Cardiovascular (CV) disease is the leading cause of mortality in patients receiving dialysis, and the incidence of CV disease is >10 times greater in dialysis patients than the general population.1,2 Dialysis patients experience sodium and water overload, increased activity of the sympathetic nervous system, and abnormal response of the renin–angiotensin system (RAS), leading to a greater incidence of hypertension (HTN), which is a major cause of CV disease and mortality. In addition, dialysis patients with chronic HTN, volume overload, and upregulation of the RAS can experience left ventricular hypertrophy (LVH).3–5 There is evidence that LVH is significantly and independently associated with mortality and CV morbidity.6,7 Therefore, there are strong relationships between RAS activation and several major clinical endpoints in dialysis patients.
Randomized controlled trials of general populations reported that angiotensin-converting enzyme inhibitors (ACEIs) and angiotensin II receptor blockers (ARBs) had CV protective effects in subjects with high CV risk8–10; however, the effect of these drugs on clinical endpoints, such as mortality or CV events, in dialysis patients remains uncertain.11 Use of an ACEI or an ARB may lead to electrolyte imbalance, such as hyperkalemia or hypokalemia, and this is especially significant in dialysis patients. In particular, a recent randomized study reported that high or low serum potassium was associated with increased risk of CV and renal disease.12 On the contrary, RAS blockade may have a positive role in reducing the progression of coronary atheroma, thereby providing protection from CV events.13 Therefore, the effect of RAS blockade with an ACEI or an ARB in dialysis patients is unknown.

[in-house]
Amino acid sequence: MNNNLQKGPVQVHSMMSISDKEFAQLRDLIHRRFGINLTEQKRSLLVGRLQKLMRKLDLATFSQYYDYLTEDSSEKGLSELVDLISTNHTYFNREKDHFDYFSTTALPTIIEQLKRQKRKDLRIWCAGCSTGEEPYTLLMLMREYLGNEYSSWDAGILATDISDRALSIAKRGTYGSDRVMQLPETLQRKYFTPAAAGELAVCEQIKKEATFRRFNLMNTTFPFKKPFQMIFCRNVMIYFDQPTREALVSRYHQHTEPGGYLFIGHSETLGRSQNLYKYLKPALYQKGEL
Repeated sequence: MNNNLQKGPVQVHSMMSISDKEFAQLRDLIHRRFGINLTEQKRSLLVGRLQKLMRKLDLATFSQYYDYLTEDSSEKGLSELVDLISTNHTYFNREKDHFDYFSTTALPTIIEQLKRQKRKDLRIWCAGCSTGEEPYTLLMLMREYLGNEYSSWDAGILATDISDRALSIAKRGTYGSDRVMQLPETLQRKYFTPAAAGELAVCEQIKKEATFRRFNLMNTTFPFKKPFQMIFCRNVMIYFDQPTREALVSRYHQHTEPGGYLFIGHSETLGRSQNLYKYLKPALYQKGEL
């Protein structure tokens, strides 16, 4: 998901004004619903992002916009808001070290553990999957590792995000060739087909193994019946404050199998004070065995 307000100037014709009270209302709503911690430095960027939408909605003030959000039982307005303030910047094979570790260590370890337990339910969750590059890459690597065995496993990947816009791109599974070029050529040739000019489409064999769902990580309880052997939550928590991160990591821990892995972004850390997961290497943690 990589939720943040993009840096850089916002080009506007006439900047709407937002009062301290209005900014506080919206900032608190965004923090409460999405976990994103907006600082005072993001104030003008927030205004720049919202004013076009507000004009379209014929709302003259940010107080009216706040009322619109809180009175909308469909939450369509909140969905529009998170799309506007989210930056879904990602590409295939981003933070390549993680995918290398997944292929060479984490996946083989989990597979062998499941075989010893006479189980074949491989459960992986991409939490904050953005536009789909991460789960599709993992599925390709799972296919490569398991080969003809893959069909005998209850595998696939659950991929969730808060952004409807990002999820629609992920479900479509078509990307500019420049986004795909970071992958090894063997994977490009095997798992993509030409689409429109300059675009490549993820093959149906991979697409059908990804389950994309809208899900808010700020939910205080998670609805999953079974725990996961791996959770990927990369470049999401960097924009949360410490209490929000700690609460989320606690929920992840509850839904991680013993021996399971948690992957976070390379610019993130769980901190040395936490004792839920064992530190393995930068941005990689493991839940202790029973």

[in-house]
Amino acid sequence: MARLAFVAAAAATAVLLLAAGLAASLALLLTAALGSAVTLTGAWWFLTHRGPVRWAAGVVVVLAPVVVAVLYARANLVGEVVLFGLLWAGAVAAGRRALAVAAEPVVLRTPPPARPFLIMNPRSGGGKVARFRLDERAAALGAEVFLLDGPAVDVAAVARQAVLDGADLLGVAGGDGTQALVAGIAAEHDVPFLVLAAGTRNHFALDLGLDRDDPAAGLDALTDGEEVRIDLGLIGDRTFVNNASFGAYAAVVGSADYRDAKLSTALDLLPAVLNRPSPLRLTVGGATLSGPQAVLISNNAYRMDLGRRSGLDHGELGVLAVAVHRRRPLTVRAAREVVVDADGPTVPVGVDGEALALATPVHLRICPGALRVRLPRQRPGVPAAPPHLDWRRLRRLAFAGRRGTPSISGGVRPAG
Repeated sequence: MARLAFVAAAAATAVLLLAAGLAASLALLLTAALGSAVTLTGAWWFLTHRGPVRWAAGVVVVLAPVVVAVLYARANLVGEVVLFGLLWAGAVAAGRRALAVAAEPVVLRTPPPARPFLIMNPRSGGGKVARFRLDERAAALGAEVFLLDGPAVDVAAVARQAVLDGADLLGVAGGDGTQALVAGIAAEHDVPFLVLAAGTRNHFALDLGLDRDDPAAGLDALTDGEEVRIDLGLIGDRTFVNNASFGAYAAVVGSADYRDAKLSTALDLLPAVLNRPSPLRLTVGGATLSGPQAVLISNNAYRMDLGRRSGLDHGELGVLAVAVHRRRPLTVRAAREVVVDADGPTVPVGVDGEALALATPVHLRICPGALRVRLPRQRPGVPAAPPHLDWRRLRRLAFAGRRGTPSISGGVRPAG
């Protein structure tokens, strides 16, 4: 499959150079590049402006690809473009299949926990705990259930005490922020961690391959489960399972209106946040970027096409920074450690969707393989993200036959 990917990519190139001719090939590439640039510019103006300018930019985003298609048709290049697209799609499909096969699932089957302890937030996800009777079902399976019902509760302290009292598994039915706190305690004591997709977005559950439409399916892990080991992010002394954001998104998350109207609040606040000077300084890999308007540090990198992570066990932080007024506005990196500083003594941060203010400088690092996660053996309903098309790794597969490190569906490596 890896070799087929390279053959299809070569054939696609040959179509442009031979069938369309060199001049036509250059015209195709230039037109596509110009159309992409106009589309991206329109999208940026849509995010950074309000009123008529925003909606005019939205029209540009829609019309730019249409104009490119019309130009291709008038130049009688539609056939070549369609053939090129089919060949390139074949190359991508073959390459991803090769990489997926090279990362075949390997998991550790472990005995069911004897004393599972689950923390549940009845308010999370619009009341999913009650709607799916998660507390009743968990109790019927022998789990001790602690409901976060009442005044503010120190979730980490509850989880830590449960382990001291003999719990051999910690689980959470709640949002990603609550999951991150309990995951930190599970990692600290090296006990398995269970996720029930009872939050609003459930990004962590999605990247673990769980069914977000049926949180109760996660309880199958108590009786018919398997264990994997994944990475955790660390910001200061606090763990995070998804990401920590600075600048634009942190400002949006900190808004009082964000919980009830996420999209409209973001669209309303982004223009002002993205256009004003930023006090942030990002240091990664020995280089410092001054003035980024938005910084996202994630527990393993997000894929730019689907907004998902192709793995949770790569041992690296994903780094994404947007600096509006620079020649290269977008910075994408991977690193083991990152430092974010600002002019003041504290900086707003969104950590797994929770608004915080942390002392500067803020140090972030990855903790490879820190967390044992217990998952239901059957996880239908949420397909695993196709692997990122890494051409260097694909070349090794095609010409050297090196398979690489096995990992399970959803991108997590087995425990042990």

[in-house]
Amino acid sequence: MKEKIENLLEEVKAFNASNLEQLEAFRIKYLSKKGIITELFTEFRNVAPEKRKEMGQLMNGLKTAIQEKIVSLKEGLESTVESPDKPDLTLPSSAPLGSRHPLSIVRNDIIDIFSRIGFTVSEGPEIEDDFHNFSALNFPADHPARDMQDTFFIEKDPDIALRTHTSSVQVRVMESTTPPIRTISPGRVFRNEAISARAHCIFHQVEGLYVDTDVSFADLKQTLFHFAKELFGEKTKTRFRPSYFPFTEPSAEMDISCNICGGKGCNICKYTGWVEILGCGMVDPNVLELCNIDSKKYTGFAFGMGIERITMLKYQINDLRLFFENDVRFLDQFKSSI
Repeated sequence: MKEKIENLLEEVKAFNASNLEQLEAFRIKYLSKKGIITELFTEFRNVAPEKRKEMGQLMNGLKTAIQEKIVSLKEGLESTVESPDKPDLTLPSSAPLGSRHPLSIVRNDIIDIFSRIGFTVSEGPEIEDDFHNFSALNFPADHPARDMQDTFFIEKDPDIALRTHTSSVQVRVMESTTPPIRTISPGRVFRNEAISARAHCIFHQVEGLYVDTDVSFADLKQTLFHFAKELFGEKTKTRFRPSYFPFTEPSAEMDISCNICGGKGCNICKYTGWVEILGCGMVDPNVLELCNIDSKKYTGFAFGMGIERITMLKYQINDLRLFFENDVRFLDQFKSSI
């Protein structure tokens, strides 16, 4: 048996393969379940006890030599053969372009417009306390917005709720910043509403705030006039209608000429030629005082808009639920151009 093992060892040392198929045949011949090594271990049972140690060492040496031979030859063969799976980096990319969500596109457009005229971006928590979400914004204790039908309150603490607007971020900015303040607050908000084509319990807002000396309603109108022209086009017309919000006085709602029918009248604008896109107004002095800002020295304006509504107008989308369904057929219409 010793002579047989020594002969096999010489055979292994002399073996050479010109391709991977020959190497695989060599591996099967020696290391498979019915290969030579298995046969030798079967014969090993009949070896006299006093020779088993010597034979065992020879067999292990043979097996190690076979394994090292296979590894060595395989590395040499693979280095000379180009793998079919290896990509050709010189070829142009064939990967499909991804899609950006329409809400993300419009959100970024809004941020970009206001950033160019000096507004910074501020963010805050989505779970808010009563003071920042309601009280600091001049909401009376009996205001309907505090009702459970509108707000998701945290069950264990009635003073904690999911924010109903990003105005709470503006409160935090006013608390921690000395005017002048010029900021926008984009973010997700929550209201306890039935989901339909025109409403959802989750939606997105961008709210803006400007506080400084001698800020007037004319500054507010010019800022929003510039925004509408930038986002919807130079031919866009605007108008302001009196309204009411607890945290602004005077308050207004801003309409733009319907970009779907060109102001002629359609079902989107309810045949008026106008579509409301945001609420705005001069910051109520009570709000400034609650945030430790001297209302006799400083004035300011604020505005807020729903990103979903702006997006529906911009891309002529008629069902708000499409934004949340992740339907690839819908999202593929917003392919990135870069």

The worldwide number of patients with end-stage renal disease (ESRD) who are undergoing dialysis has significantly grown in the recent decades. In particular, the current incidence and prevalence of ESRD are extremely high in Taiwan.14 Thus, we performed a nationwide, population-based study of a large cohort of dialysis patients from Taiwan, with the use of propensity score (PS) matching to reduce selection bias and confounding effects, to examine the effect of use of an ACEI/ARB on major clinical endpoints.
Study Population and Outcomes